January 19th, 2016


wild child

"Wild thang, I think I love you..." runs through my head. I've known a lot of wild children, and I've been one myself. I seem to have lost my wildness though I hung on to it tightly, doing a "Dead Tour" at age 51; I discovered I could still be a wild child. Funny, what negative feelings I experience when I think of myself in that role of wild child, living on the road, doing immense amounts of pyschedelics and truly enjoying myself. I think, instead I should be celebrating my opportunity to have had those intense experiences, to truly live wild and free. No one was injured in the filming of the movie though many were changed. 1997 that was....the year my father and my favorite cat ever both died. I came back home in about 3 weeks.

2003 found me on the road to Montana, alone, having met an interesting fellow Rainbow family member. I bit of wildness came out again. Another wild child adventure, grist for the mill for sure. I was in Hot Springs, MT for about a month or so, very interesting little (and I mean little) town. Near a Native American reservation with awesome hot springs. Good for what ails you.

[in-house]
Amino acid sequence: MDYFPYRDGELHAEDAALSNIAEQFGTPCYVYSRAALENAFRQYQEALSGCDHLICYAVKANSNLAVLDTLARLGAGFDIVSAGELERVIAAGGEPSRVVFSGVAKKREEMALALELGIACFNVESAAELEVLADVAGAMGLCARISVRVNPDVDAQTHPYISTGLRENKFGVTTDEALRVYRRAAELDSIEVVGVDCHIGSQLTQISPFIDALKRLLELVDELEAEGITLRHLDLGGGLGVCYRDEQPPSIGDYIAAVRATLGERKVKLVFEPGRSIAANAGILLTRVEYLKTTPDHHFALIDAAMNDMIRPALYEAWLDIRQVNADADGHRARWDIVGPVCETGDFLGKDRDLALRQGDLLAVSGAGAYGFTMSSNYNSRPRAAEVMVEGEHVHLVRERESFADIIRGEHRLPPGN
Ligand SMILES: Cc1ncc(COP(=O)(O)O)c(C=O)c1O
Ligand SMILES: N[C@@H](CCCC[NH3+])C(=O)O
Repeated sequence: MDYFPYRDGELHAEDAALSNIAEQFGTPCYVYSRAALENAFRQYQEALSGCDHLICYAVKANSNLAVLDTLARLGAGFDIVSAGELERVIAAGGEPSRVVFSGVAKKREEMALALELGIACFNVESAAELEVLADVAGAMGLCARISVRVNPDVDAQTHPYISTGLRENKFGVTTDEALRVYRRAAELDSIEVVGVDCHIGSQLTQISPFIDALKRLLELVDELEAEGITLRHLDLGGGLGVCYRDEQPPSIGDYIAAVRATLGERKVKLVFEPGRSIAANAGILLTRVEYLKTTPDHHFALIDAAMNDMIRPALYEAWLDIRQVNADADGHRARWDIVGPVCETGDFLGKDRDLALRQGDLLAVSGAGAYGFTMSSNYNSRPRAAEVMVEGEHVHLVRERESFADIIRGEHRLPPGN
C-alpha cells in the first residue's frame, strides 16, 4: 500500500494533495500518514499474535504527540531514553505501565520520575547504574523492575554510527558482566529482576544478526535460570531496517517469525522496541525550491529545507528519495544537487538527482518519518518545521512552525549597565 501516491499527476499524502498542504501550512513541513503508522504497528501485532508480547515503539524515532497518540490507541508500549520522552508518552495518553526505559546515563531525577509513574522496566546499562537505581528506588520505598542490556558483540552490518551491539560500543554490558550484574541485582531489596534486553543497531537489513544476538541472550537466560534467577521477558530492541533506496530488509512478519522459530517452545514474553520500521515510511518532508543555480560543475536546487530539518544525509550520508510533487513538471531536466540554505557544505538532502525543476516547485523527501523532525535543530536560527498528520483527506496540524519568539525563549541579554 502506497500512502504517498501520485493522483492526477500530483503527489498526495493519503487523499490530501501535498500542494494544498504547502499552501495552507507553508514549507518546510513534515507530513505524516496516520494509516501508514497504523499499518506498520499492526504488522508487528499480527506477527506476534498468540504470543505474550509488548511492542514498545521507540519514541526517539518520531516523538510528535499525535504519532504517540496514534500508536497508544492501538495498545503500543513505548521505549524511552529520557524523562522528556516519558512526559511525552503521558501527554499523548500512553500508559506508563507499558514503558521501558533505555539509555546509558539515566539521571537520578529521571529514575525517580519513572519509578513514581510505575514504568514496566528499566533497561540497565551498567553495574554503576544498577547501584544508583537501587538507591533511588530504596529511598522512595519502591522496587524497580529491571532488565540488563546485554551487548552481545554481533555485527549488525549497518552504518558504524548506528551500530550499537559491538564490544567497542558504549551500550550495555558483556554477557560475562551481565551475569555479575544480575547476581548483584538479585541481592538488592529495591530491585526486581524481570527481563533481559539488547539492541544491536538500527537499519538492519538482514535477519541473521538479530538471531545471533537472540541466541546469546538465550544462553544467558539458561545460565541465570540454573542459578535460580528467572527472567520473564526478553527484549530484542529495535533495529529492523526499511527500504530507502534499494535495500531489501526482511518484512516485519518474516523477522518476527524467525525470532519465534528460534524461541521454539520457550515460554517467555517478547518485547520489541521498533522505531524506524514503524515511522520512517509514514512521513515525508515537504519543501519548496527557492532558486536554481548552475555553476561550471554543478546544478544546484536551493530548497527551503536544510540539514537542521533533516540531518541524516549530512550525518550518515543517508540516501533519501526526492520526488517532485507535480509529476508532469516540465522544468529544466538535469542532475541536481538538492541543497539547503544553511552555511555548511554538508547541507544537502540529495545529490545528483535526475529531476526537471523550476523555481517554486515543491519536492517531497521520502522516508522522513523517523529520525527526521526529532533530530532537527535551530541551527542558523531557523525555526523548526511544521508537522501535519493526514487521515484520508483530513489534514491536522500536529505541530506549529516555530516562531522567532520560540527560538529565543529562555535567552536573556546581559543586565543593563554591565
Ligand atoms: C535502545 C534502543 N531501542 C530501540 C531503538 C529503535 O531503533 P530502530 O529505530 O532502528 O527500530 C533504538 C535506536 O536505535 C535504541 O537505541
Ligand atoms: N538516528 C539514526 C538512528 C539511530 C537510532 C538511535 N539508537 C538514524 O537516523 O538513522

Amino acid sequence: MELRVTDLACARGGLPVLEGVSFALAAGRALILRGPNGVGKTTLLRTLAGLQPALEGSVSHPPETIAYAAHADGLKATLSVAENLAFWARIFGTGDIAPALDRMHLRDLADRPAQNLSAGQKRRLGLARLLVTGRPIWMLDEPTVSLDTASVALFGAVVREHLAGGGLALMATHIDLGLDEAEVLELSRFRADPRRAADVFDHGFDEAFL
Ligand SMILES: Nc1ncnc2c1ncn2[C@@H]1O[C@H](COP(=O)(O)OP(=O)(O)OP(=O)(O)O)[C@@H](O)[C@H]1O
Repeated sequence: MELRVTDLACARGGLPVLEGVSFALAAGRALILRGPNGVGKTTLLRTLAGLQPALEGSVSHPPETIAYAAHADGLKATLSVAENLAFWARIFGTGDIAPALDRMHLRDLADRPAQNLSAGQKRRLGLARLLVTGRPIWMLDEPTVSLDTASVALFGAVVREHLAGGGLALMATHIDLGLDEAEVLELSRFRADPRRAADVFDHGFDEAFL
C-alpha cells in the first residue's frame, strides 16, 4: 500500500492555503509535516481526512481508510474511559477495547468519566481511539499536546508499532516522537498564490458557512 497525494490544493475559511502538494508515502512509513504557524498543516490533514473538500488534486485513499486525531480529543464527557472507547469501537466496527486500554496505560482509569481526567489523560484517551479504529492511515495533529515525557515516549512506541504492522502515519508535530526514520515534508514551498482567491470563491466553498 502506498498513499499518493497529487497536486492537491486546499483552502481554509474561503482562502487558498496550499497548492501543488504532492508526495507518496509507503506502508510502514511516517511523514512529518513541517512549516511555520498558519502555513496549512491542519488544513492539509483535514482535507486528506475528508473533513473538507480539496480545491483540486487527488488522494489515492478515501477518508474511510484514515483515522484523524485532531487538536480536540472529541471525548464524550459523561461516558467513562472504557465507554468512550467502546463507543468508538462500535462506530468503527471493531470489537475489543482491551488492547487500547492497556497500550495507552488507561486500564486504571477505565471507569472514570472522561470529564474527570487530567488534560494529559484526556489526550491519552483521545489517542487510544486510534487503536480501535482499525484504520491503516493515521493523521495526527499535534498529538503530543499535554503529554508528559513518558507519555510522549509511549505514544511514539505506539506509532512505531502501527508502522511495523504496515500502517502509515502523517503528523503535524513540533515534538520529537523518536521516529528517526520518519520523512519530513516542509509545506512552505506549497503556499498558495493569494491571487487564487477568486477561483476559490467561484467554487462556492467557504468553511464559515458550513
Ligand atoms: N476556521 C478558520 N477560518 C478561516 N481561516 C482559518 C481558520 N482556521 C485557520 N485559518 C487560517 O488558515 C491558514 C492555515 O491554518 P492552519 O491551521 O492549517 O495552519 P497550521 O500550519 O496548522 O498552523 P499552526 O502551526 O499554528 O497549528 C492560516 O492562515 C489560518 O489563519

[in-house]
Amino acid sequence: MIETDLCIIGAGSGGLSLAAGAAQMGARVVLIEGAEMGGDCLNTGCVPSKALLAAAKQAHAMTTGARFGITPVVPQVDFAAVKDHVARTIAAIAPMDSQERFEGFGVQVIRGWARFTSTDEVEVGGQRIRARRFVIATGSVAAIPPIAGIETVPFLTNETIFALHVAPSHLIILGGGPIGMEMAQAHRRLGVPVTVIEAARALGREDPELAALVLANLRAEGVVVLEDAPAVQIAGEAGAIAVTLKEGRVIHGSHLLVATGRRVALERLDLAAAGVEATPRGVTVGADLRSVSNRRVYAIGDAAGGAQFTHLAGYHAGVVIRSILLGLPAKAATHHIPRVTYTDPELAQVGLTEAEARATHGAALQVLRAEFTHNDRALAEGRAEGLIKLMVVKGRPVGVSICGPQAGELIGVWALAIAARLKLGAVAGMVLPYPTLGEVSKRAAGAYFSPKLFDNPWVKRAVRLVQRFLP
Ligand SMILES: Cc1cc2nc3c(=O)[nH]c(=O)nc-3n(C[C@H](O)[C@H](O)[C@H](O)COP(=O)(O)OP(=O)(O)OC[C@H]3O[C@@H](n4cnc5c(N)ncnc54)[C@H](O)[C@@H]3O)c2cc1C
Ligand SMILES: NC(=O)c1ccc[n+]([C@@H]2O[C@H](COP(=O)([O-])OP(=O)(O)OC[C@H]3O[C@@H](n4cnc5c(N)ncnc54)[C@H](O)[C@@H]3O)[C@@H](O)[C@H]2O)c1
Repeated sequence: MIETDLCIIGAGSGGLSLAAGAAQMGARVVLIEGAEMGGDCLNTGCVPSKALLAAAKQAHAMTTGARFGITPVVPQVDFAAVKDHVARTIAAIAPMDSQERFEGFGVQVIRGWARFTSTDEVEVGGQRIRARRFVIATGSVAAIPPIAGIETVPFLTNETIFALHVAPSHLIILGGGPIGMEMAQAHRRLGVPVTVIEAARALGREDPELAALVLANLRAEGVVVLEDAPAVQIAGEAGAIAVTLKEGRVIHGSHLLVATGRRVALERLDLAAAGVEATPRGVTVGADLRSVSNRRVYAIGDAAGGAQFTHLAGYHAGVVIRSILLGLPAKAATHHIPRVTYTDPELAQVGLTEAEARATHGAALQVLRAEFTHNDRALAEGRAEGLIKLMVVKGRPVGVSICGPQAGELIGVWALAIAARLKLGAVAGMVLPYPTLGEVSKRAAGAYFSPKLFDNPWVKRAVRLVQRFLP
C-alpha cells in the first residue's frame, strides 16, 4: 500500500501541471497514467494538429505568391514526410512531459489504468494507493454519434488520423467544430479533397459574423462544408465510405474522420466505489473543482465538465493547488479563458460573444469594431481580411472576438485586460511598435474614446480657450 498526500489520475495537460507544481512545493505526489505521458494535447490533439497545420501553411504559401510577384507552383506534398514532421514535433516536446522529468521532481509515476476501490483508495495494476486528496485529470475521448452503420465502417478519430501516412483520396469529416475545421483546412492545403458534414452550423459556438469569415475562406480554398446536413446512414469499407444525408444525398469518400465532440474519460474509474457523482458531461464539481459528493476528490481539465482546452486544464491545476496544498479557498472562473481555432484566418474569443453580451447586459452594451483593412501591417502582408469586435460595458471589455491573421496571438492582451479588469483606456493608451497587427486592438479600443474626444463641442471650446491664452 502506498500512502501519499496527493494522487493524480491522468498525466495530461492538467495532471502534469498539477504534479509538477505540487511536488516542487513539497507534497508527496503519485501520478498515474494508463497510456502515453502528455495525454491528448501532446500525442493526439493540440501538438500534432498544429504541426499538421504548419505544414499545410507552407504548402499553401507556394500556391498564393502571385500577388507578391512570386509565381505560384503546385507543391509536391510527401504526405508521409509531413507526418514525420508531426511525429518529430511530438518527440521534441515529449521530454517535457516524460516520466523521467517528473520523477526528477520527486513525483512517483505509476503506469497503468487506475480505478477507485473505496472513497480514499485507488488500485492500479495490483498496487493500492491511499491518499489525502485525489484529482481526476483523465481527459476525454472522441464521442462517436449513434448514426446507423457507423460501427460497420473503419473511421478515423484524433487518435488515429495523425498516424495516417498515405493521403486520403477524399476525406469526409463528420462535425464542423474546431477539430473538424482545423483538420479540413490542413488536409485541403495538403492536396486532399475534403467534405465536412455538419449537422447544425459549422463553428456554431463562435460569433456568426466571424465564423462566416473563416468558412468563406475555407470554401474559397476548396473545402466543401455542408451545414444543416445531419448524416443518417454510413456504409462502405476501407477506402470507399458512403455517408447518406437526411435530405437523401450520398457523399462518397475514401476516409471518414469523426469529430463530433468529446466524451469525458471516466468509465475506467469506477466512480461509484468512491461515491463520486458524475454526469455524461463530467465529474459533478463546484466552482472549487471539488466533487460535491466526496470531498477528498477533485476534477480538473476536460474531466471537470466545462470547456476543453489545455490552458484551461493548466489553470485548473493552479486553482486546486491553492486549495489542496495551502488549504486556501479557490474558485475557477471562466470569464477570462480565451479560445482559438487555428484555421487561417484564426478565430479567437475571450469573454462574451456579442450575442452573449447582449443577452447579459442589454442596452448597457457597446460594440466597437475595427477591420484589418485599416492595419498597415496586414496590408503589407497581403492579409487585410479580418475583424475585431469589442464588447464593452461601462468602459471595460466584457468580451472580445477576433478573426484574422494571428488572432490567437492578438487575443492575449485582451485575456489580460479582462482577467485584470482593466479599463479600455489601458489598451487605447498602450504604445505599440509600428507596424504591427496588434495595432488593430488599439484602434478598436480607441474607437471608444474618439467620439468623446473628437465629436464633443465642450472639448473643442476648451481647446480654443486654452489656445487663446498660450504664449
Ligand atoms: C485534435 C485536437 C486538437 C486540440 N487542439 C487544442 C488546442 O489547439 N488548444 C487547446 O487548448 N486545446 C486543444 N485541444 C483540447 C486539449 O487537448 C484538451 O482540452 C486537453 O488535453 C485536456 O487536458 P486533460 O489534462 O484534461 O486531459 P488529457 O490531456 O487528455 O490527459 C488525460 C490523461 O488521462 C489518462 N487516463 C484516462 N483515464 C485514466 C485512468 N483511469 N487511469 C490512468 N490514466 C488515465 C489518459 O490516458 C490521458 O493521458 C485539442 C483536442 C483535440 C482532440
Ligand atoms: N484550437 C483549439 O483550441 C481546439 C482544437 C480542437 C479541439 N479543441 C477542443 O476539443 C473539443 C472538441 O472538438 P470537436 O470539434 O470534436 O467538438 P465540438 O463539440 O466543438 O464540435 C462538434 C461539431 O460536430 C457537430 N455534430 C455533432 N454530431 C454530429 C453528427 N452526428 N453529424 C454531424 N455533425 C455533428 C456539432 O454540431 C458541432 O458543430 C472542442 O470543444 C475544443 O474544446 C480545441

I came home. Anah was born and because I wanted to be a different sort of role model, I haven't been a wild child very much since then. But I suppose she's in there, still, waiting for Spring, when wild things come alive.


Driving North

I can't drive directly north from my home because the road runs east and west. I suppose I could go 4 wheeling over the pasture that lies to the North, but I doubt that happens. I have to drive a mile or so until I get to a long stretch of highway that runs north, zigging and zagging along gravel country roads, taking Hwy 24 to the Hwy 63 Jct and then it goes north for a long way - all the way to Wisconsin. I've been to Minneapolis once in January. It can be seriously cold up there.

But I'm getting ahead of myself, a nasty habit of mine, so let's go back to Hwy 63. It was two lanes for ever so long, but now is four and I suppose carries a lot of folks north. It's dotted with the remains of quaint old towns where only ghosts live now. About 22 miles out is Macon, a nice small town or so it seems. I've never lived there, but have in the past shopped there or had lunch.

From there it seems a long way to Kirksville.It's a larger town and boasts some small colleges. My husband used to work there a lot before he retired. He said it was always much colder there than here, no matter it's only 60 miles away. Soon the Iowa line appears and all those corn fields.